Monday, August 30, 2010

On Writing: The Bible

One thing that always astonished FLG is how simply the writing in much of the Bible is. Many people, well, at least FLG when he was little, thought the Bible was a lot of poetic explanation of the divine. A sentiment that Rufus seems to echo in a post that inspired me to write this:
We can disagree about its truth content, but the poetry is lucid, lovely and powerful- frequently majestic, and the stories are lively and entertaining

But much of the key stories, especially from the Old Testament, are short and told simply. Indeed, the first sentence of the entire thing is this:
In the beginning God created the heaven and the earth.

Short, simple, to the point. Within another 31 sentences God creates the universe. It takes 25 more to create Adam and Eve. By the 80th line, Man has fallen. From a mere narrative perspective, this is genius. The primary conflict of the entire work is setup immediately.

The story of Cain and Abel is told in a mere 16 lines. I mean, think about that, Cain and Abel, which is alluded to left and right in the Western Tradition takes up a mere 16 lines:
[1] And Adam knew Eve his wife; and she conceived, and bare Cain, and said, I have gotten a man from the LORD.
[2] And she again bare his brother Abel. And Abel was a keeper of sheep, but Cain was a tiller of the ground.
[3] And in process of time it came to pass, that Cain brought of the fruit of the ground an offering unto the LORD.
[4] And Abel, he also brought of the firstlings of his flock and of the fat thereof. And the LORD had respect unto Abel and to his offering:
[5] But unto Cain and to his offering he had not respect. And Cain was very wroth, and his countenance fell.
[6] And the LORD said unto Cain, Why art thou wroth? and why is thy countenance fallen?
[7] If thou doest well, shalt thou not be accepted? and if thou doest not well, sin lieth at the door. And unto thee shall be his desire, and thou shalt rule over him.
[8] And Cain talked with Abel his brother: and it came to pass, when they were in the field, that Cain rose up against Abel his brother, and slew him.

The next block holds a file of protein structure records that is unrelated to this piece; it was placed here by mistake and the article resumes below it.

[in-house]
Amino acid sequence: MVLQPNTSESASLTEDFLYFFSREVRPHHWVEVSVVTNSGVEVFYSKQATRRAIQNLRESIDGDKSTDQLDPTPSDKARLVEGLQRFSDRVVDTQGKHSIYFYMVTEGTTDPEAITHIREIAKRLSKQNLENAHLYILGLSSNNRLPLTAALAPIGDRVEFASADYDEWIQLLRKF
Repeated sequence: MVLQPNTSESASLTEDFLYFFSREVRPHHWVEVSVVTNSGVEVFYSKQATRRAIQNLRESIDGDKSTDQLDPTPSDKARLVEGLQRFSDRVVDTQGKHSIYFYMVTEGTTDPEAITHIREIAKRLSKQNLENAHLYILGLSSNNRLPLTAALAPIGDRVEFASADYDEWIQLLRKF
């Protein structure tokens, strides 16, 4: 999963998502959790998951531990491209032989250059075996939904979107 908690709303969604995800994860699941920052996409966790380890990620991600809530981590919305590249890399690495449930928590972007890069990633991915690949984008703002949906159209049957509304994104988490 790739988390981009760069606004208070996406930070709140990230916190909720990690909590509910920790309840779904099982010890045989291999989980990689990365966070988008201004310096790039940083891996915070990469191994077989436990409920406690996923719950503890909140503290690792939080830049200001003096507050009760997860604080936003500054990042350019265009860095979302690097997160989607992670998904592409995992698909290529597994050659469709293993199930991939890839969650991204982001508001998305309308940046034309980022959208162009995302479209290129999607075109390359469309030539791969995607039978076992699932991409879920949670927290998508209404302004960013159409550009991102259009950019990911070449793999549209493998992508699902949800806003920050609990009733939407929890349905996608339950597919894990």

[9] And the LORD said unto Cain, Where is Abel thy brother? And he said, I know not: Am I my brother's keeper?
[10] And he said, What hast thou done? the voice of thy brother's blood crieth unto me from the ground.
[11] And now art thou cursed from the earth, which hath opened her mouth to receive thy brother's blood from thy hand;
[12] When thou tillest the ground, it shall not henceforth yield unto thee her strength; a fugitive and a vagabond shalt thou be in the earth.
[13] And Cain said unto the LORD, My punishment is greater than I can bear.
[14] Behold, thou hast driven me out this day from the face of the earth; and from thy face shall I be hid; and I shall be a fugitive and a vagabond in the earth; and it shall come to pass, that every one that findeth me shall slay me.
[15] And the LORD said unto him, Therefore whosoever slayeth Cain, vengeance shall be taken on him sevenfold. And the LORD set a mark upon Cain, lest any finding him should kill him.
[16] And Cain went out from the presence of the LORD, and dwelt in the land of Nod, on the east of Eden.

From FLG's perspective, it's not the poetry, per se, that made the Bible appear inaccessible to Lil' FLG, but the archaic vocabulary. Obviously, other people have come to this conclusion as well and we see other versions with a more modern vocabulary. Nevertheless, the stories are extremely simply told. Extremely simply told, but incredibly rich and profound. I always try to keep in mind that if Cain and Abel can be told in sixteen lines, then what I'm trying to say can probably be whittled down as well.


Withywindle said...

Edmund Wilson, I believe, has an essay on the prose style of the Bible--he swotted up on Hebrew before writing it. As I recollect, you would enjoy it.

Flavia said...

The first chapter of Auerbach's Mimesis is a beautiful meditation on the different narrative styles of Homer and the Hebrew Bible; he's particularly interested in the ways the spareness of the language manages to evoke great psychological depths. Well worth a look.

Robert Alter's "Art of Biblical Narrative" (which I read just this summer) is even better on the subject--and may be the best general-audience book of literary criticism I've ever read.

FLG said...

Thanks Withy and Flavia.

I'll be sure to check these out. The simplicity of the writing really is astonishing.

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